Tube Tracker (US$2.99) is the ideal companion for those traveling London's Tube (underground train service), the DLR (Docklands Light Rail) and the London Overground rail service.
I've lived in London for over 12 years. Almost everyday I use London's rail network in one form or another to get around the city. To this day, every now and again, I still get excited about using the network. I get overwhelmed by its sheer scale, size and the complexity of it. It's simply an incredible feat of engineering. According to the Transport for London website, there were 1.1 million passenger journeys on the Tube in the 2011 - 2012 period. There are stations and tunnels dozens of meters underground. It is incredible! However, there are days, more often than not, when I can't stand to be on the network. Unexpected delays, overcrowding and getting lost are very real problems train travelers face in London. That's where Tube Tracker comes in.
I've spent the last few days using Tube Tracker and I've found it to be one of the most comprehensive apps I've used to navigate the London Underground, DLR and London Overground. When you first open the app, you're presented with a list of stations from the nearest to the farthest from you. Tube Tracker uses your iPhone's GPS to indicate how far away you are from a station -- to the nearest meter -- as well as displaying a GPS compass next to each station to point you in the direction of that station.
The colors of the train lines that operate through each station are shown next to the name of each station, so from a glance you can easily see which station you need to get to in order to catch the train you're looking for. For example, if you need the Central Line, which is identified with red, simply scroll down until you see some red next to a station name.
As well as the station list being populated according to location, you can also set the list to either show recent stations visited or stations you've indicated as favorites because you've starred them.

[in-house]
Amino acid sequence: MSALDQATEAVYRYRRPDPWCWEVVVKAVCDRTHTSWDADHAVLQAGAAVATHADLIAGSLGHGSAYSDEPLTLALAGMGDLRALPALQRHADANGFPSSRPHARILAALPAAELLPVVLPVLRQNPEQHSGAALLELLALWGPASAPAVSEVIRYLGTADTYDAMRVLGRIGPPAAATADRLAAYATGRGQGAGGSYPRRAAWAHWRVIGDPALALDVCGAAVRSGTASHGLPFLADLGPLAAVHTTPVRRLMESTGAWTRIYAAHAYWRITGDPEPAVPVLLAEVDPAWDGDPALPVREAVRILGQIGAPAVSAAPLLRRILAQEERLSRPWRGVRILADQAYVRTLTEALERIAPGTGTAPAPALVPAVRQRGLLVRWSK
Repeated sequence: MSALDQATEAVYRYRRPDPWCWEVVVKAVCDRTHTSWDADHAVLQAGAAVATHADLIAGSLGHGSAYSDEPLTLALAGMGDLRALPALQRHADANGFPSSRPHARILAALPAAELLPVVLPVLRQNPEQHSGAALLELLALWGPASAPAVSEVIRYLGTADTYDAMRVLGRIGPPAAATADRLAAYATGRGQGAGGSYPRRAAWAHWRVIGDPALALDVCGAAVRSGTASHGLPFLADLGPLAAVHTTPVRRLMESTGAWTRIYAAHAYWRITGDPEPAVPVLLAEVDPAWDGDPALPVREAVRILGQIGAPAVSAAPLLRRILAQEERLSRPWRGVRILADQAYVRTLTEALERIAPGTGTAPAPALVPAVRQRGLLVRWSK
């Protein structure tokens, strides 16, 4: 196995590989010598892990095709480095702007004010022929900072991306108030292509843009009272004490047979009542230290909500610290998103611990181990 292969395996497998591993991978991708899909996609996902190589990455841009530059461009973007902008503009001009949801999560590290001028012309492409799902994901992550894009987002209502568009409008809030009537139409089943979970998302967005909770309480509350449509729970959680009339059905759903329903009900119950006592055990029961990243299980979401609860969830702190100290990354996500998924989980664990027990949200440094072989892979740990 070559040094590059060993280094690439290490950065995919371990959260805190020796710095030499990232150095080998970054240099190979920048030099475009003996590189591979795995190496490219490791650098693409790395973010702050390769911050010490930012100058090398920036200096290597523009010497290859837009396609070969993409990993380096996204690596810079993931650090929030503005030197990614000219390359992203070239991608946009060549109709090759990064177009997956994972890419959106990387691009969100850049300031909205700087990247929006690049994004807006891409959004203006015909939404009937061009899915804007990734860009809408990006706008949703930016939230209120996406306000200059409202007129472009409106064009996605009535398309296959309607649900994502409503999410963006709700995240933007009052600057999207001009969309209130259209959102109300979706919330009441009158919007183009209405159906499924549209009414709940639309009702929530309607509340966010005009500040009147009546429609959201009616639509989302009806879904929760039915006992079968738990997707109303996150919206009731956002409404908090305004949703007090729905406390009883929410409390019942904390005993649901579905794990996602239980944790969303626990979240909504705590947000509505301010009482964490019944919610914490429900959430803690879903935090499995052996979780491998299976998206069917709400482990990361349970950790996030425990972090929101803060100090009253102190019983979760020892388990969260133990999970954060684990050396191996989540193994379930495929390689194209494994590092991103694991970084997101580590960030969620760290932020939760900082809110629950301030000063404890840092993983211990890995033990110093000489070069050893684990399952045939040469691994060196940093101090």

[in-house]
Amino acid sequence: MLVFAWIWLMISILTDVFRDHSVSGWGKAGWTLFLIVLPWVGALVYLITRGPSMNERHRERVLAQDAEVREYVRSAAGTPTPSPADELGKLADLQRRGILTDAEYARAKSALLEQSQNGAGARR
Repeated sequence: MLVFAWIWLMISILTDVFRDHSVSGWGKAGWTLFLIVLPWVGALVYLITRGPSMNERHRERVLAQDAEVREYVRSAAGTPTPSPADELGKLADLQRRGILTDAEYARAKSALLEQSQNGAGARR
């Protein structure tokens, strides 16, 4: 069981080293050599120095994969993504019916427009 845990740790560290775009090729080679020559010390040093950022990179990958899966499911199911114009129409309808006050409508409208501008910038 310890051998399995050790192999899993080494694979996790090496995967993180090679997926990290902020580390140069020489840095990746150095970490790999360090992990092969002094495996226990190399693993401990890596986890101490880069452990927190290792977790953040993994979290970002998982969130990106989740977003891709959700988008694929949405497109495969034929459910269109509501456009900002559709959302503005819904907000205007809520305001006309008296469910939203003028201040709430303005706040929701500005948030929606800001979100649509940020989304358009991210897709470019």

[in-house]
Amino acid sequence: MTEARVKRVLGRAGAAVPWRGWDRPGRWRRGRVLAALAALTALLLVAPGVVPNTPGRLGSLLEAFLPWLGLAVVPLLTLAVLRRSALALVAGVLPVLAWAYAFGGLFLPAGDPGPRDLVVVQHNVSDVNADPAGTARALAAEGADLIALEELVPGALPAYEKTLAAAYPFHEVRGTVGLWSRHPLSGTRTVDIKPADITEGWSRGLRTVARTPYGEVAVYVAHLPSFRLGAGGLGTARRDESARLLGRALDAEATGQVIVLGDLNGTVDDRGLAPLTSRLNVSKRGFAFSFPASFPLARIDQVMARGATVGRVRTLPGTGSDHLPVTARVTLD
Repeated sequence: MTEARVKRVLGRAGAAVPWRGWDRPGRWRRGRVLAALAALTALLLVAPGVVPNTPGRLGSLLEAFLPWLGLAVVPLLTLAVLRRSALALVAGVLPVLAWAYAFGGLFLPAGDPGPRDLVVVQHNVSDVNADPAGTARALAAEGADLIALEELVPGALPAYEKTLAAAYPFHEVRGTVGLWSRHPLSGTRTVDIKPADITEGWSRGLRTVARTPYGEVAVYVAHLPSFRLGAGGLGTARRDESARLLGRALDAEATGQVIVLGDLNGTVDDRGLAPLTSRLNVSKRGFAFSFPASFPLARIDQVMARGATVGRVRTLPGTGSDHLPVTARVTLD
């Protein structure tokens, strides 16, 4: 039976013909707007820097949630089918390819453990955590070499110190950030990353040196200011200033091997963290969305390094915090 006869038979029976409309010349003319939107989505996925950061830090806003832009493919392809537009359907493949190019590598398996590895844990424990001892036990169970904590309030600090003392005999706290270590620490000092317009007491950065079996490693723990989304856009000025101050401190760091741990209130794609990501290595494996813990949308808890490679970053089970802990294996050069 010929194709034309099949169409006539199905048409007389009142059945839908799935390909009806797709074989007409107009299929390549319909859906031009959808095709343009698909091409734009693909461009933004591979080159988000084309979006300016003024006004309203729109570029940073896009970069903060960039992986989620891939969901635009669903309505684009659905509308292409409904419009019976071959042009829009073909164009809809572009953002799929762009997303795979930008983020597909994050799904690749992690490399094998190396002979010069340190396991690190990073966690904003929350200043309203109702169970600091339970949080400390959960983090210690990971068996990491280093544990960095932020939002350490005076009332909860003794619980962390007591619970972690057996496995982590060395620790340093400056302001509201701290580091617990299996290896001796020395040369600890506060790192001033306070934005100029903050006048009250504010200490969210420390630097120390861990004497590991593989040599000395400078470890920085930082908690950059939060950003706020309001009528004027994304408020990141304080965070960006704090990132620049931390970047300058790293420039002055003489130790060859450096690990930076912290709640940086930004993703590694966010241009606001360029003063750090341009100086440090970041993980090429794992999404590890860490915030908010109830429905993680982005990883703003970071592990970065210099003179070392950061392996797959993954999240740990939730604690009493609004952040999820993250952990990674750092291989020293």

When you tap on a station name, you're shown a map of the station as well as the platforms at the station. Tapping on the platforms shows you a list of trains due and how long it will be until they arrive.
For me, the above features alone are incredibly useful. Say I need to catch a train to Highbury & Islington, which is on the London Overground line, indicated by an orange color. I open Tube Tracker and see that the nearest station to me is Shoreditch High Street, a London Overground Station at 460 meters away. I know that Shoreditch High Street serves the London Overground line because the orange color is displayed next to that station name. I tap on the station name and see that from platform one, a train will arrive for Highbury & Islington in three minutes, then a Dalston Junction train in eight minutes and then another Highbury & Islington train in 11 minutes.
Just from a glance and a single tap, I now know what time I need to leave, which train I need to catch, when it will arrive and which platform it will arrive on. This information is pulled directly from Transport For London (TFL), so if there are any delays or cancellations, it will be updated here. Extremely useful!
On top of that, Tube Tracker also has a complete and searchable TFL map, live service updates, a journey planner, first and last train times, offline mode and service update alerts, which can be set by date, time and train line. This really is a comprehensive and extensive list of features.
I've really enjoyed using Tube Tracker over the last few days. It's well-designed and particularly easy to read and navigate. If you're a Londoner or you're planning on visiting London anytime soon, Tube Tracker is most certainly worth checking out.
If you're looking for a couple Underground app alternatives (one of them free), check out fellow Londoner and TUAW blogger Michael Grothaus' post here featuring two of his favorite apps to navigate the Underground.